In this narrow sense, then, perhaps the market may well be a better tool for governing the rise and fall of charitable organisations, because charity will then largely reinforce (rather than subvert) the social, moral and cultural norms of the people of whom they are requesting aid: which, or so it seems to me, is a more authentic account of ‘charity’.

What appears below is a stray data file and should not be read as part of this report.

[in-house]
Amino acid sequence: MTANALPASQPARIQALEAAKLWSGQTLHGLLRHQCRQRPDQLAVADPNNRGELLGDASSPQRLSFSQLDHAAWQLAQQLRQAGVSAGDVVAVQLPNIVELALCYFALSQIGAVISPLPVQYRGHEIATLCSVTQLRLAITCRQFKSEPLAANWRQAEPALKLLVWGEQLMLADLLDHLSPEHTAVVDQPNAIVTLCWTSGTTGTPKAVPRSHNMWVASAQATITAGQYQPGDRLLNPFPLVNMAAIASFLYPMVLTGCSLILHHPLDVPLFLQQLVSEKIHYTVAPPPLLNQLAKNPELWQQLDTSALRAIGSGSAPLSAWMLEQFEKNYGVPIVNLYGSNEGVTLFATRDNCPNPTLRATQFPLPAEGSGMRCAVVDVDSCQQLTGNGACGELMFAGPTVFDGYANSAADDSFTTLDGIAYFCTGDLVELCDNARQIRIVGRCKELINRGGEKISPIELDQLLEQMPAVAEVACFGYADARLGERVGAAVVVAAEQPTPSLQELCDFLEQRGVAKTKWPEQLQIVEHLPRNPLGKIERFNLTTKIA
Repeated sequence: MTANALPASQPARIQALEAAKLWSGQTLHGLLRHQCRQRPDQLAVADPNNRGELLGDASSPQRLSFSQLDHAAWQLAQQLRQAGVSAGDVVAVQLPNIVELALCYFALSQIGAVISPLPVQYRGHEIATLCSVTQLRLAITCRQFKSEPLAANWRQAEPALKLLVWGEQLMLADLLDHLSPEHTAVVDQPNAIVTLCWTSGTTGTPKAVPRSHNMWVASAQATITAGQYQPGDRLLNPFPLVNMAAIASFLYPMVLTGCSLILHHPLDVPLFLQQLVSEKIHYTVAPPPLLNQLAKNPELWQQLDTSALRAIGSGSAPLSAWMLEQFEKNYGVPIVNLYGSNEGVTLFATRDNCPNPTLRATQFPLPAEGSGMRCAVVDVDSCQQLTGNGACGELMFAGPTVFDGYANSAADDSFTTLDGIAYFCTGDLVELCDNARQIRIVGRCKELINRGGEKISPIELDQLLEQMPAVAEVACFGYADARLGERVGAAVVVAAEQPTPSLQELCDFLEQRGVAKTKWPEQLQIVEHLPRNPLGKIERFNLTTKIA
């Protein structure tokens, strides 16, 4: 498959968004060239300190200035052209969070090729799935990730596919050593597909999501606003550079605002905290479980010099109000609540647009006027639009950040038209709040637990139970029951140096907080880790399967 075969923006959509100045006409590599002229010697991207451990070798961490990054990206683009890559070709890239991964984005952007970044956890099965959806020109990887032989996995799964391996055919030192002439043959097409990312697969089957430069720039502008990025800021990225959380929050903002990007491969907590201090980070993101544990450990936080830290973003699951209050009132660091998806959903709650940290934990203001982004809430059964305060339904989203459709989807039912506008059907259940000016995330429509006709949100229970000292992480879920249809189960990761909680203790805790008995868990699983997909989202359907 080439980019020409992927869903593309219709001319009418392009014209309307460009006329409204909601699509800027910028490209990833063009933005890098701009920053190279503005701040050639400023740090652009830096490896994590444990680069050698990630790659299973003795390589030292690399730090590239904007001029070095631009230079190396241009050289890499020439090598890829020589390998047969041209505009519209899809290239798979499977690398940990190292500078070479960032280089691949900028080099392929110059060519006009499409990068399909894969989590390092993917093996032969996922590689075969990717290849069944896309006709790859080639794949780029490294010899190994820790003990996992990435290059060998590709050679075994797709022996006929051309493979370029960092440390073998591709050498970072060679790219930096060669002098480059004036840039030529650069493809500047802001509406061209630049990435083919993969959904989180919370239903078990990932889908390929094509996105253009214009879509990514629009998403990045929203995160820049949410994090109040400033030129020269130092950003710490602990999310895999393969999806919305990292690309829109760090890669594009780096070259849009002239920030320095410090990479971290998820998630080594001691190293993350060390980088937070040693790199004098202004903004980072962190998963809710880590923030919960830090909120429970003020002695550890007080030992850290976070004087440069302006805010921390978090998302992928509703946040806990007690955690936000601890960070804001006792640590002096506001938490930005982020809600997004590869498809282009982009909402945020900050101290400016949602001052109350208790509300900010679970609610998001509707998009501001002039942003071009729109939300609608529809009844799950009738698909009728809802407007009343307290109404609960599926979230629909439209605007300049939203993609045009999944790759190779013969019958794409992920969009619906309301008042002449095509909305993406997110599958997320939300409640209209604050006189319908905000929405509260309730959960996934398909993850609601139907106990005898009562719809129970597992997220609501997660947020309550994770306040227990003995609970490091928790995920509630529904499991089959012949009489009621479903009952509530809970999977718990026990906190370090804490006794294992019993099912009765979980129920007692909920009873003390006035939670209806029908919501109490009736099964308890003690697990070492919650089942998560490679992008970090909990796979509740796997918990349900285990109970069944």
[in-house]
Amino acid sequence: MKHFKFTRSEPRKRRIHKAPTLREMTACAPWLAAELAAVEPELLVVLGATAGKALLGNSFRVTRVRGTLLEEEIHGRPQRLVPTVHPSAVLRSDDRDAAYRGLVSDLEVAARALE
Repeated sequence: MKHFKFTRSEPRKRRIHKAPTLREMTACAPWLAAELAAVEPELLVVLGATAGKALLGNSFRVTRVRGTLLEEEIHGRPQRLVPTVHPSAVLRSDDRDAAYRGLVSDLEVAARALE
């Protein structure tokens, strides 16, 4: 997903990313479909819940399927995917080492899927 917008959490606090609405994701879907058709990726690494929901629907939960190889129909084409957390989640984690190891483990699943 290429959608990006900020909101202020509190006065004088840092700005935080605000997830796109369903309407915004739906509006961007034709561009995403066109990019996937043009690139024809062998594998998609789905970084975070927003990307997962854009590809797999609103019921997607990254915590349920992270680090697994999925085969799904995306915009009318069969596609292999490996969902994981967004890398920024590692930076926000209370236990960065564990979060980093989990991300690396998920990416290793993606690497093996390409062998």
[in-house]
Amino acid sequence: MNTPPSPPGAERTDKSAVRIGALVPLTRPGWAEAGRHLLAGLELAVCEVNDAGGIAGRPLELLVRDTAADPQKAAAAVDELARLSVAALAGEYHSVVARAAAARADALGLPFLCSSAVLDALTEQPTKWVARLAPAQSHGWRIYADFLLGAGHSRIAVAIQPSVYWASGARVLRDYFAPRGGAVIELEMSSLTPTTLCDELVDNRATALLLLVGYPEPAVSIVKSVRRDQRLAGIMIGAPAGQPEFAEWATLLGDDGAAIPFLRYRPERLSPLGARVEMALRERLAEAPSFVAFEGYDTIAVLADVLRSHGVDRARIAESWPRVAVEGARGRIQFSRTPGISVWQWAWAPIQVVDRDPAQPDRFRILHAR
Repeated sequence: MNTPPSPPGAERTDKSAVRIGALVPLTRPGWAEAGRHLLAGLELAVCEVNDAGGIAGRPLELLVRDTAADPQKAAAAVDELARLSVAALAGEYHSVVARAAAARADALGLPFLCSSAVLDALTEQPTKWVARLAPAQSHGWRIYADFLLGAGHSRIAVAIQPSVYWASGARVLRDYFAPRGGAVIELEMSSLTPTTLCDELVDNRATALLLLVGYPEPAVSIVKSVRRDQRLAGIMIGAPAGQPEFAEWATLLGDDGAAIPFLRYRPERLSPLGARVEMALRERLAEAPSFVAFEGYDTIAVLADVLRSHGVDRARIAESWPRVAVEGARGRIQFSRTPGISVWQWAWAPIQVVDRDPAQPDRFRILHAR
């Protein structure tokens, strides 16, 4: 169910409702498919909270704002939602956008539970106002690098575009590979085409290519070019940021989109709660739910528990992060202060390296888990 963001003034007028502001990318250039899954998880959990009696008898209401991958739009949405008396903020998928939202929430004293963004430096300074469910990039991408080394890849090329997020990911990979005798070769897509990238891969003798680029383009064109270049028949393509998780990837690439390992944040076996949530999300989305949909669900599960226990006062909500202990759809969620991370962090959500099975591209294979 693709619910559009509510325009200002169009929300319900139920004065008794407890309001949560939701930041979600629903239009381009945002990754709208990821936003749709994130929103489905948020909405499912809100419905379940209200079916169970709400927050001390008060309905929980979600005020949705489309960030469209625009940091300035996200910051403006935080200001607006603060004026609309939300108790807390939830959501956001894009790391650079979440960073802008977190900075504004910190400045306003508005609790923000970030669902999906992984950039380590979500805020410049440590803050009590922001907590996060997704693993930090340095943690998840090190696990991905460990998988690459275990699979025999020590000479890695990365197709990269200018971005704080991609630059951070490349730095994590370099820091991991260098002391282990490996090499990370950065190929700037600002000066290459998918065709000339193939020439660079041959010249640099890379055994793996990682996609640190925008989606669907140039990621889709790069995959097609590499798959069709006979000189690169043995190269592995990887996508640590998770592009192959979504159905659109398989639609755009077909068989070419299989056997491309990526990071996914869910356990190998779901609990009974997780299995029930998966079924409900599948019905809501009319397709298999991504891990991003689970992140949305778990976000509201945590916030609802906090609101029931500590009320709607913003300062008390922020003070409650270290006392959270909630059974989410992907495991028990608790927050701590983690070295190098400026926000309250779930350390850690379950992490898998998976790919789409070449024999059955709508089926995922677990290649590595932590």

To my own mind, and if I had to choose (either/or) only one model, then I think I would encourage private philanthropy. Either way, in the years to come we might find ourselves presented with the outlying form of an answer, as various sectors of an increasingly disengaged electorate see private philanthropy as an alternative means of protesting against a distant state. For example, those state-maintained Catholic schools who feel more than a little persecuted by recent education legislation, may yet come to recognise that one solution is to cut themselves off from dependence on the state, and set up their own institutions as a potential alternative (although you can bet there would be governmental moves to counter this, especially where such schools refused to teach state-approved views and beliefs – this being an apparent catch of the Conservative free-schools advocacy). Even so,I think this kind of change is already happening, and people are becomingly increasingly aware, and more willing to take the plunge. If only for that reason alone, let’s hope there are many more Albert Gubays to come.